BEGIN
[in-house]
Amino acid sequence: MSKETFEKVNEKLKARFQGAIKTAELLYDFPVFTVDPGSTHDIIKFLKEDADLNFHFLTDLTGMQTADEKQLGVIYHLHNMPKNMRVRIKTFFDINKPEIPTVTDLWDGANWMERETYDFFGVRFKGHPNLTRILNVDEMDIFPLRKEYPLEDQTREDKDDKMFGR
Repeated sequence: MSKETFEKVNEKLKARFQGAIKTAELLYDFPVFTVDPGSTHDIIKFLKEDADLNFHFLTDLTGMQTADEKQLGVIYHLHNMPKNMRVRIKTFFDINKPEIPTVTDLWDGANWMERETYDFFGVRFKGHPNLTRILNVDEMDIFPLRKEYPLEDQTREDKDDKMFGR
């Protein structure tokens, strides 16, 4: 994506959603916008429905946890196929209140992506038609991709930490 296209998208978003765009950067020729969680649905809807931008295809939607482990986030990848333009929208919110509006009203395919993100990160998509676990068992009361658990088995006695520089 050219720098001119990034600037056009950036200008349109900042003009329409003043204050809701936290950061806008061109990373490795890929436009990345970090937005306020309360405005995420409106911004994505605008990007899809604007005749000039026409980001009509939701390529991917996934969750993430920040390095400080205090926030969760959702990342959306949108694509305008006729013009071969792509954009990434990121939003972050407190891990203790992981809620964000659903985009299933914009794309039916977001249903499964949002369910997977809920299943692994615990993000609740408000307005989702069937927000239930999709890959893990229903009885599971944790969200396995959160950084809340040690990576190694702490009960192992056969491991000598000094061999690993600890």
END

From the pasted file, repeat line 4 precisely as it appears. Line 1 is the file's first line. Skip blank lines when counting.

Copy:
């Protein structure tokens, strides 16, 4: 994506959603916008429905946890196929209140992506038609991709930490 296209998208978003765009950067020729969680649905809807931008295809939607482990986030990848333009929208919110509006009203395919993100990160998509676990068992009361658990088995006695520089 050219720098001119990034600037056009950036200008349109900042003009329409003043204050809701936290950061806008061109990373490795890929436009990345970090937005306020309360405005995420409106911004994505605008990007899809604007005749000039026409980001009509939701390529991917996934969750993430920040390095400080205090926030969760959702990342959306949108694509305008006729013009071969792509954009990434990121939003972050407190891990203790992981809620964000659903985009299933914009794309039916977001249903499964949002369910997977809920299943692994615990993000609740408000307005989702069937927000239930999709890959893990229903009885599971944790969200396995959160950084809340040690990576190694702490009960192992056969491991000598000094061999690993600890």